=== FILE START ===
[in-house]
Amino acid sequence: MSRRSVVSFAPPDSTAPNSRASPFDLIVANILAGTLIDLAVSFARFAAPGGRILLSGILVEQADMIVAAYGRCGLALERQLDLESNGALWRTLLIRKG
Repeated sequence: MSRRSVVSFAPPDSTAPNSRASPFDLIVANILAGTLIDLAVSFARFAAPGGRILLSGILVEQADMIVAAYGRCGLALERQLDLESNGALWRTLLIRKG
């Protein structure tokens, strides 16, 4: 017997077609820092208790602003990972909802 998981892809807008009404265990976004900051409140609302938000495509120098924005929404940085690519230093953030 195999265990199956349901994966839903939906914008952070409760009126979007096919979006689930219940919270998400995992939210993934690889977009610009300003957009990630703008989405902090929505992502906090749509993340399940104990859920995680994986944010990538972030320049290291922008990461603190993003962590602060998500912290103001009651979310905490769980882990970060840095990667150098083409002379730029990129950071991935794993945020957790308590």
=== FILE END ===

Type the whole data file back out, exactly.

[in-house]
Amino acid sequence: MSRRSVVSFAPPDSTAPNSRASPFDLIVANILAGTLIDLAVSFARFAAPGGRILLSGILVEQADMIVAAYGRCGLALERQLDLESNGALWRTLLIRKG
Repeated sequence: MSRRSVVSFAPPDSTAPNSRASPFDLIVANILAGTLIDLAVSFARFAAPGGRILLSGILVEQADMIVAAYGRCGLALERQLDLESNGALWRTLLIRKG
């Protein structure tokens, strides 16, 4: 017997077609820092208790602003990972909802 998981892809807008009404265990976004900051409140609302938000495509120098924005929404940085690519230093953030 195999265990199956349901994966839903939906914008952070409760009126979007096919979006689930219940919270998400995992939210993934690889977009610009300003957009990630703008989405902090929505992502906090749509993340399940104990859920995680994986944010990538972030320049290291922008990461603190993003962590602060998500912290103001009651979310905490769980882990970060840095990667150098083409002379730029990129950071991935794993945020957790308590």